I’ve just begun taking a course in creative writing and one of our first assignments was to take a simple, common word or phrase we stumbled upon that day and to incorporate it into a piece of fiction. The day we were assigned this project, I happened to be traveling to Quebec with some students and decided to write a story using the concept of arrivals and departures based on the screens posted all over the airport.
Everyone was finally together in one room. It was the moment he had been waiting for and he smiled, partly to reassure them and partly because he knew it was almost over. For the first and only time since his stroke, he was grateful for the loss of speech as it meant he wouldn’t have to find the words to say goodbye.
He closed his eyes and listened to them talk amongst themselves, soft laughter as they passed time trading memories and debating the details of their mutual history. Eventually, he began to feel the way you feel when you’ve stayed at a party too long and your desire to go home trumps your fear of missing all the fun.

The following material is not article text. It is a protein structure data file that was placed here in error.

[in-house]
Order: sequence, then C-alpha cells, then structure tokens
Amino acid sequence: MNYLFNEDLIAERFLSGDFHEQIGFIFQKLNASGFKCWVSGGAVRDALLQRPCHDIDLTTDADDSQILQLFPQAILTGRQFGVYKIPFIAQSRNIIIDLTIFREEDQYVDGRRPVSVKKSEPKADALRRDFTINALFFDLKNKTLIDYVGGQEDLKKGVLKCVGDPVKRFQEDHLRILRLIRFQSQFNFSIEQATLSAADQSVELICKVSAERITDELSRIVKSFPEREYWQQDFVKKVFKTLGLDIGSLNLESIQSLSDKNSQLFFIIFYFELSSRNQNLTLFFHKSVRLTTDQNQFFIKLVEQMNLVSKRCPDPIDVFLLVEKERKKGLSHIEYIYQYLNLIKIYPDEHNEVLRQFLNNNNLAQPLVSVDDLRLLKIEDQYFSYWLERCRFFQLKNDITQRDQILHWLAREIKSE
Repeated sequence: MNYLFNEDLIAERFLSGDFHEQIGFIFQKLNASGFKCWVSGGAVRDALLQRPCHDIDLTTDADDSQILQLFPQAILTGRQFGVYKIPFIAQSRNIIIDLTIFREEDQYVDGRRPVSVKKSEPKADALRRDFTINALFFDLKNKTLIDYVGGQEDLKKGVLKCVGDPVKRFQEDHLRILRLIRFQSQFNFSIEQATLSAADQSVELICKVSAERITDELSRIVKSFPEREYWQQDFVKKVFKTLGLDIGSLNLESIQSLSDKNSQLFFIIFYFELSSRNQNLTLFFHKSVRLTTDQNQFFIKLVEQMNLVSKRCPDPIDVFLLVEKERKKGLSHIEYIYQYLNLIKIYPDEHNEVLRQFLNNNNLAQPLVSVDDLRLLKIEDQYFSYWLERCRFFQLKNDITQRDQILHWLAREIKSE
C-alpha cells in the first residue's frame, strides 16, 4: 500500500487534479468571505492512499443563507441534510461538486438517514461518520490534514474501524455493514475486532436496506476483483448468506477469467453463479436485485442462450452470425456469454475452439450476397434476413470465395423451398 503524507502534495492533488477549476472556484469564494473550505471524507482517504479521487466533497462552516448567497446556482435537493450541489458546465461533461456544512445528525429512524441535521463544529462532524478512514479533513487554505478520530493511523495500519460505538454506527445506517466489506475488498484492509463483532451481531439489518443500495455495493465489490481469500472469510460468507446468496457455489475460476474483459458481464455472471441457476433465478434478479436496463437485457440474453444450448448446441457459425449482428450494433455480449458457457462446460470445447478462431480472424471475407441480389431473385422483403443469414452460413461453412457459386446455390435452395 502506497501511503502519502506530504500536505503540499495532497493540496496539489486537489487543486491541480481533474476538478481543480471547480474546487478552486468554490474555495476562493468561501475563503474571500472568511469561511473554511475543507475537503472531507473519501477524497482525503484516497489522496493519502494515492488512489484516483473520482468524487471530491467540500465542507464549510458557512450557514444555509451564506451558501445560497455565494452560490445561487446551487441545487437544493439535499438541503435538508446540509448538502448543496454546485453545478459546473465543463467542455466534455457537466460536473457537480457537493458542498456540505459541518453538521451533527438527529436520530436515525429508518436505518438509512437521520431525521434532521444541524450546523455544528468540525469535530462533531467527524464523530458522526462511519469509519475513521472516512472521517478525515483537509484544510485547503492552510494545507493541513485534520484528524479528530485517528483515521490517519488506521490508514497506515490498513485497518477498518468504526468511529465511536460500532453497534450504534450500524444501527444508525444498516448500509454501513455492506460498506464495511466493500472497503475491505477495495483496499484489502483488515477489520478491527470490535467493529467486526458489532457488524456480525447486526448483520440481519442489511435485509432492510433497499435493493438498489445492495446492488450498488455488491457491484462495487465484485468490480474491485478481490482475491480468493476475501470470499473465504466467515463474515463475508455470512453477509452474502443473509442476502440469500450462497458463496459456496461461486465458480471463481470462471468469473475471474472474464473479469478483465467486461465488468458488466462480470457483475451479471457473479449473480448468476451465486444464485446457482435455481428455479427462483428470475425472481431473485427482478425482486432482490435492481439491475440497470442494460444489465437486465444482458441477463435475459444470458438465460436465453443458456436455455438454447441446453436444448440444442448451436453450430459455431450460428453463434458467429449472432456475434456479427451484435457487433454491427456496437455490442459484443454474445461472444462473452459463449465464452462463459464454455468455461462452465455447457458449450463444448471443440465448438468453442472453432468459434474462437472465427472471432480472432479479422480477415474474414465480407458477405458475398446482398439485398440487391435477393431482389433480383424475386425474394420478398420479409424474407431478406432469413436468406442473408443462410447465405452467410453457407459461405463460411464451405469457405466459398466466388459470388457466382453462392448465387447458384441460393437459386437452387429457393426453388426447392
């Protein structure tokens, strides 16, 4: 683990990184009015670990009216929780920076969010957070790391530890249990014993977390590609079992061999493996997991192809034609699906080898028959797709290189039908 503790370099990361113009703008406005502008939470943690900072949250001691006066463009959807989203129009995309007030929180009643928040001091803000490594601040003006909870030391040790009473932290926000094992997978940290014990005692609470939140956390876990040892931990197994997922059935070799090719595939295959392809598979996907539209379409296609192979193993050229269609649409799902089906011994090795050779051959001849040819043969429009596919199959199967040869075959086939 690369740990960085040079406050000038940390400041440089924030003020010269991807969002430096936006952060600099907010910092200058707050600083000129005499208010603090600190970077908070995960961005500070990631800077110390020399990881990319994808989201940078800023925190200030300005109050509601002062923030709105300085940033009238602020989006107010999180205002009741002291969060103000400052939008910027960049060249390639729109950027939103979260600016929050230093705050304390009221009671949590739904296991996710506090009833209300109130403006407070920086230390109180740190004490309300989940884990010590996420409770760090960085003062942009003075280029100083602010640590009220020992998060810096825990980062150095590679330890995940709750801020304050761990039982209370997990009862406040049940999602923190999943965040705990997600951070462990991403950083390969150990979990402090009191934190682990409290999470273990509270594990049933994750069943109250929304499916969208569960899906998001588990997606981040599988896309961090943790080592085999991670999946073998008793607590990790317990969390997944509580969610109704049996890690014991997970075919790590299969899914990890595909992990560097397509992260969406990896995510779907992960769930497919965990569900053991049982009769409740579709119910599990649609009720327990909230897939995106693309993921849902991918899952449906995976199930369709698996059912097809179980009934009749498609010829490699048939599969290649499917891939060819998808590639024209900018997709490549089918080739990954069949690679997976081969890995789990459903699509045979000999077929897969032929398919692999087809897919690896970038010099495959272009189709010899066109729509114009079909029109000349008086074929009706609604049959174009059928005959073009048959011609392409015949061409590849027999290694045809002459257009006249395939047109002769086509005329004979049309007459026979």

He opened his eyes and took one last look at the world he had called home for 83 years. When he closed them again he was not met with the usual darkroom imagery but, instead, saw his wife. She hadn’t seen him yet and was sitting at a kitchen table sipping tea, doing her puzzle. He could smell bread cooking in the oven and, through the window, saw a glassy lake with a boat tied up to shore. He let out a long sigh and felt a lifetime’s worth of tension and fatigue dissipate and disappear.
The sound must have startled his wife because she turned just then and smiled at him, patting her hand on the seat of the empty chair beside her.